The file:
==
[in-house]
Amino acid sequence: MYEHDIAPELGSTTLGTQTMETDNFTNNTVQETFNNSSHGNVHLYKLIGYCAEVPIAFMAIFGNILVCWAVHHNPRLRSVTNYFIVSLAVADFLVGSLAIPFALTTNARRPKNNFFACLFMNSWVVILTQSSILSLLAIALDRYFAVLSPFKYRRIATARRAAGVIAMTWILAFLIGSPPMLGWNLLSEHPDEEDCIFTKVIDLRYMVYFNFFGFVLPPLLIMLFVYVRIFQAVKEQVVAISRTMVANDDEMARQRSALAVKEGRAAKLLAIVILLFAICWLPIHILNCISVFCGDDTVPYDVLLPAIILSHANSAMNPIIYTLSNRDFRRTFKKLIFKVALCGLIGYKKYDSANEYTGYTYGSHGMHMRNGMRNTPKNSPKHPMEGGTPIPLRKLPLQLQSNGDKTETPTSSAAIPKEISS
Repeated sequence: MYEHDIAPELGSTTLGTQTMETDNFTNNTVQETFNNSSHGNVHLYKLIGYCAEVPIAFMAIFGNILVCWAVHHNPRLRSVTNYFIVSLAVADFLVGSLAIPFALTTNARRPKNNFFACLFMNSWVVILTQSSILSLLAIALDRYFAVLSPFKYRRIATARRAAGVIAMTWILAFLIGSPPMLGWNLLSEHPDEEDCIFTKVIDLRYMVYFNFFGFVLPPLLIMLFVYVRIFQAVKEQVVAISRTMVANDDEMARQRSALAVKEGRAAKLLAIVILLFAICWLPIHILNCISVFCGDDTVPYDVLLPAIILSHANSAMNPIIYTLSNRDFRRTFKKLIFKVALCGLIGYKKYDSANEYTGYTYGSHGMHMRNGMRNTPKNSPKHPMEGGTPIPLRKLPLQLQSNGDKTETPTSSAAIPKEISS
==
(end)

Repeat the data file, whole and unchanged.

[in-house]
Amino acid sequence: MYEHDIAPELGSTTLGTQTMETDNFTNNTVQETFNNSSHGNVHLYKLIGYCAEVPIAFMAIFGNILVCWAVHHNPRLRSVTNYFIVSLAVADFLVGSLAIPFALTTNARRPKNNFFACLFMNSWVVILTQSSILSLLAIALDRYFAVLSPFKYRRIATARRAAGVIAMTWILAFLIGSPPMLGWNLLSEHPDEEDCIFTKVIDLRYMVYFNFFGFVLPPLLIMLFVYVRIFQAVKEQVVAISRTMVANDDEMARQRSALAVKEGRAAKLLAIVILLFAICWLPIHILNCISVFCGDDTVPYDVLLPAIILSHANSAMNPIIYTLSNRDFRRTFKKLIFKVALCGLIGYKKYDSANEYTGYTYGSHGMHMRNGMRNTPKNSPKHPMEGGTPIPLRKLPLQLQSNGDKTETPTSSAAIPKEISS
Repeated sequence: MYEHDIAPELGSTTLGTQTMETDNFTNNTVQETFNNSSHGNVHLYKLIGYCAEVPIAFMAIFGNILVCWAVHHNPRLRSVTNYFIVSLAVADFLVGSLAIPFALTTNARRPKNNFFACLFMNSWVVILTQSSILSLLAIALDRYFAVLSPFKYRRIATARRAAGVIAMTWILAFLIGSPPMLGWNLLSEHPDEEDCIFTKVIDLRYMVYFNFFGFVLPPLLIMLFVYVRIFQAVKEQVVAISRTMVANDDEMARQRSALAVKEGRAAKLLAIVILLFAICWLPIHILNCISVFCGDDTVPYDVLLPAIILSHANSAMNPIIYTLSNRDFRRTFKKLIFKVALCGLIGYKKYDSANEYTGYTYGSHGMHMRNGMRNTPKNSPKHPMEGGTPIPLRKLPLQLQSNGDKTETPTSSAAIPKEISS